Recently I've been introduced to the principals of Ray Dalio of Bridgwater. In the course of reading them I've found them to be very interesting and inline with much of how I think (Read Ray's Principles). In the past year I've been talking with people in my team about why they do Security as I feel it's very important for all of us to be clear on our motives. It's been very interesting to see the results. With asking the simple question of why and giving my motivation as an example, they have gone through a great deal of self reflection. The result has been and continues, to be exciting.
The self reflection has driven them to understand what motivates them and what doesn't. This, of course, goes well beyond just work and to every facet of what they do. Why do you hike? Why do you play video games? Why are you doing art? In context of Security it's more of a "Why do you suffer the pains of being a Security practitioner?". To me this is defines if they will be a driver of solutions or just a follower of others. With a grounded understanding of what their principles are and why they do what they do, they have found their voice. Their voice to challenge others and apply their energies directly to what they believe in. They have become more active in what they do and more collaborative as a result.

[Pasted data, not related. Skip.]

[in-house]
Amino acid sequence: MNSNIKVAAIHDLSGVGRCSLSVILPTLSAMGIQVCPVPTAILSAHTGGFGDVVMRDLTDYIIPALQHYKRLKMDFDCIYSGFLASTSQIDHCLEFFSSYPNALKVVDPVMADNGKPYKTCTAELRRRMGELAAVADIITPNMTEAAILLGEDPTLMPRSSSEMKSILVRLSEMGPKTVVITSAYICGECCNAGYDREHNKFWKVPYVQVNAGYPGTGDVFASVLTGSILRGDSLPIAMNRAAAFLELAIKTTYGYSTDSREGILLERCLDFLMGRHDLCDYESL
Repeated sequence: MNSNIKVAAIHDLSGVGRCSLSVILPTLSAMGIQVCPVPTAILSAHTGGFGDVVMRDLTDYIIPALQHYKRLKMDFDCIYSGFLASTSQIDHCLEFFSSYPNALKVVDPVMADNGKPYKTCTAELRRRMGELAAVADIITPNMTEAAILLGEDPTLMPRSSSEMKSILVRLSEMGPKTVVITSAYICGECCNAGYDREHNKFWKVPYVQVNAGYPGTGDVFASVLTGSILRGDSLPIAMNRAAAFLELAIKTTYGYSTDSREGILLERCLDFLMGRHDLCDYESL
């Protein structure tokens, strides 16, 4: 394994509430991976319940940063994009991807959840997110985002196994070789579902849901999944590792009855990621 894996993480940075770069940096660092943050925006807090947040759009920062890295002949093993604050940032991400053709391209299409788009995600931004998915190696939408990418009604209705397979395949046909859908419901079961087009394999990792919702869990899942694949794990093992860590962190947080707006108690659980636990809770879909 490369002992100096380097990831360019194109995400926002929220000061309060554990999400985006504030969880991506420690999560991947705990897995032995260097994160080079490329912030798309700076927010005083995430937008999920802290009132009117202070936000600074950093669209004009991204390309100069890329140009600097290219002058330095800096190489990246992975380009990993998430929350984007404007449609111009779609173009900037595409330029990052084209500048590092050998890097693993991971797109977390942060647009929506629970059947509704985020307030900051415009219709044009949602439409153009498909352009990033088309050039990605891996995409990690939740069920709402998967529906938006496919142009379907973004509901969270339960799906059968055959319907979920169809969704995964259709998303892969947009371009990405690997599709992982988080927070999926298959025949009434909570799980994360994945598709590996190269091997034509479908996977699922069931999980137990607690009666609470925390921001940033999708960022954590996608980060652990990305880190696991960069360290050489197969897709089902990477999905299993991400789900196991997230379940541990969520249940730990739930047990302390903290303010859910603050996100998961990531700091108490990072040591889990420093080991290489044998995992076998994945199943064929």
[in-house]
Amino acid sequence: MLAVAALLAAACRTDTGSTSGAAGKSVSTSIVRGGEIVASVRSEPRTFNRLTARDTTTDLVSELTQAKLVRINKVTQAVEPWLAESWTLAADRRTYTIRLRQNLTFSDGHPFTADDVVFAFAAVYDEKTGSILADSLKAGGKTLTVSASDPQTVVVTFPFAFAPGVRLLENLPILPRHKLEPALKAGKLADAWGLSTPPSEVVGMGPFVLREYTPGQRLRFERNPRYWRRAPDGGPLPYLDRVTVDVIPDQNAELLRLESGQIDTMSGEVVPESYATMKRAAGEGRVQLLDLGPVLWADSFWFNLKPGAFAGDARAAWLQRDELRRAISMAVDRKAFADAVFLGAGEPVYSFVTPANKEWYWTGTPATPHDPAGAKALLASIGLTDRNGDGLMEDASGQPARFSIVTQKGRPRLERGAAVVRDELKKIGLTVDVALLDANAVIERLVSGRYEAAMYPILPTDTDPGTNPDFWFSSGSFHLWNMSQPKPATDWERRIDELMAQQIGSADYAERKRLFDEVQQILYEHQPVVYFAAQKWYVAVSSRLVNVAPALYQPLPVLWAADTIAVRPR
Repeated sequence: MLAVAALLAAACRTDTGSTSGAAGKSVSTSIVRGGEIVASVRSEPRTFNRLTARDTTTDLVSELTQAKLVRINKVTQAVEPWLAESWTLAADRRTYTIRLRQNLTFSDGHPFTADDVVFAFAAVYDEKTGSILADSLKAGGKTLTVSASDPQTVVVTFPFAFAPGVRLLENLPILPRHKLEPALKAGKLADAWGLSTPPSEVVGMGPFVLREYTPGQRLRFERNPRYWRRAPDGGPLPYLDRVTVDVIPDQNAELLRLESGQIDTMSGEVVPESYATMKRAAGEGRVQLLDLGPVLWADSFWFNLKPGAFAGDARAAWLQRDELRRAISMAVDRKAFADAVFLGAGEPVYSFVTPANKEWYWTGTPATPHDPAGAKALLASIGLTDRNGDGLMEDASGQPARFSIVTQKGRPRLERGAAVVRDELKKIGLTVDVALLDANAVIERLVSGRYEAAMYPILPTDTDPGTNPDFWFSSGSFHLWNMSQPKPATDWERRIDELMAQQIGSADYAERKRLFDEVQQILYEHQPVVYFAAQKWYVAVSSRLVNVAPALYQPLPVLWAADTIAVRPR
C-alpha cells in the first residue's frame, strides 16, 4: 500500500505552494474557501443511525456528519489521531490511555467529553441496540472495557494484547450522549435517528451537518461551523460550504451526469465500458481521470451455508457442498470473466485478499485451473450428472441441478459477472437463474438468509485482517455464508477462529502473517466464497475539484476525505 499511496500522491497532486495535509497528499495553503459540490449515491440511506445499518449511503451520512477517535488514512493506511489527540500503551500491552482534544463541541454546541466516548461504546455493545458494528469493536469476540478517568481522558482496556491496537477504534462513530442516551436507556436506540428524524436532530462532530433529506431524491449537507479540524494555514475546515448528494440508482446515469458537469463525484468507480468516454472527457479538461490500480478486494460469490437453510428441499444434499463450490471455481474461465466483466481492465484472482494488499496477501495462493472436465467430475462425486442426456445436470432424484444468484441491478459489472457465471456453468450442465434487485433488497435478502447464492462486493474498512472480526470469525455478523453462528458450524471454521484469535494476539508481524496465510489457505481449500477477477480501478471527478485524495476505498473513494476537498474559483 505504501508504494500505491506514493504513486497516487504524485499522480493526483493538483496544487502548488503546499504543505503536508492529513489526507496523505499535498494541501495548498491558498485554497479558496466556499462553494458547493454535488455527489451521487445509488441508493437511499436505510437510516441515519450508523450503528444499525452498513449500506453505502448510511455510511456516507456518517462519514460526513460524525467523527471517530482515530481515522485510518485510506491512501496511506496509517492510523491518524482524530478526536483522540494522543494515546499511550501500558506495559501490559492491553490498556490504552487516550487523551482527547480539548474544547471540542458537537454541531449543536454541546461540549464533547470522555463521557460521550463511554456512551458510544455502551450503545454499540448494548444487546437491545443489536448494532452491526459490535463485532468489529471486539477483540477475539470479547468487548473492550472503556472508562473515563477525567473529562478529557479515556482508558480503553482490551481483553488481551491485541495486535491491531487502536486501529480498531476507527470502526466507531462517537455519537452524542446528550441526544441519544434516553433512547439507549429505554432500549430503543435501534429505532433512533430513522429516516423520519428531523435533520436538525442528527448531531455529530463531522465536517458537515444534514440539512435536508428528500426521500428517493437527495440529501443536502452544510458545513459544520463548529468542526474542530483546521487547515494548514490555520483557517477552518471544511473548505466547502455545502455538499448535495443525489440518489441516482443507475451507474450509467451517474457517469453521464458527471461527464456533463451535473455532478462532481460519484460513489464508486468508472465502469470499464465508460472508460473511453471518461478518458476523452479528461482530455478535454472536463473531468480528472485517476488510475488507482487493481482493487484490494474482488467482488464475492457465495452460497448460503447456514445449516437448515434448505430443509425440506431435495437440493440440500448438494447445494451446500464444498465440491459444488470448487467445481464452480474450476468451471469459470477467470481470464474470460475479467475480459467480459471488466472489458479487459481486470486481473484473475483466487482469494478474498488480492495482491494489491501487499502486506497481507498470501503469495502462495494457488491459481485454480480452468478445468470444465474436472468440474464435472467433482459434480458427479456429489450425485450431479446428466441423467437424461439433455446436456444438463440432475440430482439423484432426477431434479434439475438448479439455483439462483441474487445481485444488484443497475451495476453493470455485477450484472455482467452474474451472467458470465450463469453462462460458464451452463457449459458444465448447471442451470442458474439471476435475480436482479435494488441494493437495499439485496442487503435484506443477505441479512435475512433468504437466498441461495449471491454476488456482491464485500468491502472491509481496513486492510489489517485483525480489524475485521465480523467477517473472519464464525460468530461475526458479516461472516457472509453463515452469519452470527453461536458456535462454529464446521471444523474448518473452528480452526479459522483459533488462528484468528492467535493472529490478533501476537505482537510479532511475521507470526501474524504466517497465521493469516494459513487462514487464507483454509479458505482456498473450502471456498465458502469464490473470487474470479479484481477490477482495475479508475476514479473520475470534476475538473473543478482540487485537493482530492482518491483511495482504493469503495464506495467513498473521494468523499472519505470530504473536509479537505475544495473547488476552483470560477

We all are faced with significant resistance in putting in even the basic of controls to defend our environments and data from attack. No one has ever really come to me and said "Thanks for taking my administrative rights away". We are seen as paranoid or hurdles to progress as opposed to, how I see it, doing our fiduciary responsibility. Of course this resistance is highly dependent on how we approach the problem, but it's always there. The question is why would anyone want to do that job?
Regardless of which, I encourage anyone reading this to read Ray's Principles and take time out and think of what your principles are and why you do what you do.